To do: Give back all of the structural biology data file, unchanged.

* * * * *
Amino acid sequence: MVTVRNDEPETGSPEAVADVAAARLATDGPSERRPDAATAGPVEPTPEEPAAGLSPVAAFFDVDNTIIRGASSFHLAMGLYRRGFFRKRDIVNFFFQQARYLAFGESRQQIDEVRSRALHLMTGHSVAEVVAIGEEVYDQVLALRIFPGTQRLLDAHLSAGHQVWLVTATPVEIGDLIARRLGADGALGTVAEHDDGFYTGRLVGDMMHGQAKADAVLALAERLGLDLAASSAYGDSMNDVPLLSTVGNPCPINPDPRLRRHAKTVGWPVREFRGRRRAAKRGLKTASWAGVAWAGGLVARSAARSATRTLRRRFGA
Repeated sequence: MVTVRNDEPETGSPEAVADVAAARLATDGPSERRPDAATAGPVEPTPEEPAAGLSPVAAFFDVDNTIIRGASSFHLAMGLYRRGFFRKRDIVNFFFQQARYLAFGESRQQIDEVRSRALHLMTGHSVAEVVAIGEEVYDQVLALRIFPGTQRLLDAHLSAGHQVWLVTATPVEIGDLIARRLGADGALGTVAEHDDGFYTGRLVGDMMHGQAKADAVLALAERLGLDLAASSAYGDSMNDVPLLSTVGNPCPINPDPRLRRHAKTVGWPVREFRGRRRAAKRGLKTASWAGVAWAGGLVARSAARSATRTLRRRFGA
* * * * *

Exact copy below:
Amino acid sequence: MVTVRNDEPETGSPEAVADVAAARLATDGPSERRPDAATAGPVEPTPEEPAAGLSPVAAFFDVDNTIIRGASSFHLAMGLYRRGFFRKRDIVNFFFQQARYLAFGESRQQIDEVRSRALHLMTGHSVAEVVAIGEEVYDQVLALRIFPGTQRLLDAHLSAGHQVWLVTATPVEIGDLIARRLGADGALGTVAEHDDGFYTGRLVGDMMHGQAKADAVLALAERLGLDLAASSAYGDSMNDVPLLSTVGNPCPINPDPRLRRHAKTVGWPVREFRGRRRAAKRGLKTASWAGVAWAGGLVARSAARSATRTLRRRFGA
Repeated sequence: MVTVRNDEPETGSPEAVADVAAARLATDGPSERRPDAATAGPVEPTPEEPAAGLSPVAAFFDVDNTIIRGASSFHLAMGLYRRGFFRKRDIVNFFFQQARYLAFGESRQQIDEVRSRALHLMTGHSVAEVVAIGEEVYDQVLALRIFPGTQRLLDAHLSAGHQVWLVTATPVEIGDLIARRLGADGALGTVAEHDDGFYTGRLVGDMMHGQAKADAVLALAERLGLDLAASSAYGDSMNDVPLLSTVGNPCPINPDPRLRRHAKTVGWPVREFRGRRRAAKRGLKTASWAGVAWAGGLVARSAARSATRTLRRRFGA